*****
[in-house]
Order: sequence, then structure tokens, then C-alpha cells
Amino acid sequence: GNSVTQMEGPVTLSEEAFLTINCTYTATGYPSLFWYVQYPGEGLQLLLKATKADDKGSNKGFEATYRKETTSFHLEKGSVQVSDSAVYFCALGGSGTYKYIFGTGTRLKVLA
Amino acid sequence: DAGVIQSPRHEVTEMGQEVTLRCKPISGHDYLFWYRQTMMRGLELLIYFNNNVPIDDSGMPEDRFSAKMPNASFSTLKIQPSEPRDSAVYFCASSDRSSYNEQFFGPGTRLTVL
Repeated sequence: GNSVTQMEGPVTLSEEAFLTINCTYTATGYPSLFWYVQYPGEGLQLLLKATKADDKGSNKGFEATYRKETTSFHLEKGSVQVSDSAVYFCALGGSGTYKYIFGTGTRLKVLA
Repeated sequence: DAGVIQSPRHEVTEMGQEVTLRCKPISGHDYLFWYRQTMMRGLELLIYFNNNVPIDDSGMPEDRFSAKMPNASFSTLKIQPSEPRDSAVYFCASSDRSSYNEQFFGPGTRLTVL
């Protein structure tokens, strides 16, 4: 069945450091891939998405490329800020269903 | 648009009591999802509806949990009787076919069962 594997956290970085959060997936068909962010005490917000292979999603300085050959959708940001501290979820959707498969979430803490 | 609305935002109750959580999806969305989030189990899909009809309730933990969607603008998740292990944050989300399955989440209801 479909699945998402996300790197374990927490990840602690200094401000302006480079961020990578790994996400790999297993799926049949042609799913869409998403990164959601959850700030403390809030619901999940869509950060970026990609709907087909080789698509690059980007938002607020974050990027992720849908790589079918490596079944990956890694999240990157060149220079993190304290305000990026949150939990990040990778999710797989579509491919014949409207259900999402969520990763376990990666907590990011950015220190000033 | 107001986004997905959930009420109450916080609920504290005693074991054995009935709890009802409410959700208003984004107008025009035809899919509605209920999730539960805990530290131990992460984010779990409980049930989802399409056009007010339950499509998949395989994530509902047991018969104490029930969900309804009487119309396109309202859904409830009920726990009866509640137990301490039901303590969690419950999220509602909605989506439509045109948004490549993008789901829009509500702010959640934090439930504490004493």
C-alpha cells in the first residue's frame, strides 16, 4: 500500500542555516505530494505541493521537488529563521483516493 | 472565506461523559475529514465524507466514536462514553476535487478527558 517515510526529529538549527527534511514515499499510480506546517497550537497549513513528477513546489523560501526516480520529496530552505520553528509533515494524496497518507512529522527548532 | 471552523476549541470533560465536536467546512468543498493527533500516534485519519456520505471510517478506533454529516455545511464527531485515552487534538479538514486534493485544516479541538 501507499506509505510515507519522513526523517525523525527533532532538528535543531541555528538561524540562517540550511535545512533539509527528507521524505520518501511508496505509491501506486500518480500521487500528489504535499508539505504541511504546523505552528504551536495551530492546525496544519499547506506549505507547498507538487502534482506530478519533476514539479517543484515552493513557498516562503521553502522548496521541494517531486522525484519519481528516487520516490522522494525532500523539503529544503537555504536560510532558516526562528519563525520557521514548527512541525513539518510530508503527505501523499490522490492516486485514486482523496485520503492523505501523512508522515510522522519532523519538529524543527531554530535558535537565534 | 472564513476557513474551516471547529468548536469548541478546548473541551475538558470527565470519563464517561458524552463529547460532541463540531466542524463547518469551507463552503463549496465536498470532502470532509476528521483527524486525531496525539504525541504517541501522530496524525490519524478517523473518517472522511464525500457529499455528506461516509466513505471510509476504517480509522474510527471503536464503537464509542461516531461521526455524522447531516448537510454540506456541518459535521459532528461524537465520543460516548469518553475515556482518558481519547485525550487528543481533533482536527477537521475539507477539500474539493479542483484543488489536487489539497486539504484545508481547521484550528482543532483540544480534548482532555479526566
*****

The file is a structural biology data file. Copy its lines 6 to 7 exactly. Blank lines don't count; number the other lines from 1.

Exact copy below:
Repeated sequence: DAGVIQSPRHEVTEMGQEVTLRCKPISGHDYLFWYRQTMMRGLELLIYFNNNVPIDDSGMPEDRFSAKMPNASFSTLKIQPSEPRDSAVYFCASSDRSSYNEQFFGPGTRLTVL
């Protein structure tokens, strides 16, 4: 069945450091891939998405490329800020269903 | 648009009591999802509806949990009787076919069962 594997956290970085959060997936068909962010005490917000292979999603300085050959959708940001501290979820959707498969979430803490 | 609305935002109750959580999806969305989030189990899909009809309730933990969607603008998740292990944050989300399955989440209801 479909699945998402996300790197374990927490990840602690200094401000302006480079961020990578790994996400790999297993799926049949042609799913869409998403990164959601959850700030403390809030619901999940869509950060970026990609709907087909080789698509690059980007938002607020974050990027992720849908790589079918490596079944990956890694999240990157060149220079993190304290305000990026949150939990990040990778999710797989579509491919014949409207259900999402969520990763376990990666907590990011950015220190000033 | 107001986004997905959930009420109450916080609920504290005693074991054995009935709890009802409410959700208003984004107008025009035809899919509605209920999730539960805990530290131990992460984010779990409980049930989802399409056009007010339950499509998949395989994530509902047991018969104490029930969900309804009487119309396109309202859904409830009920726990009866509640137990301490039901303590969690419950999220509602909605989506439509045109948004490549993008789901829009509500702010959640934090439930504490004493």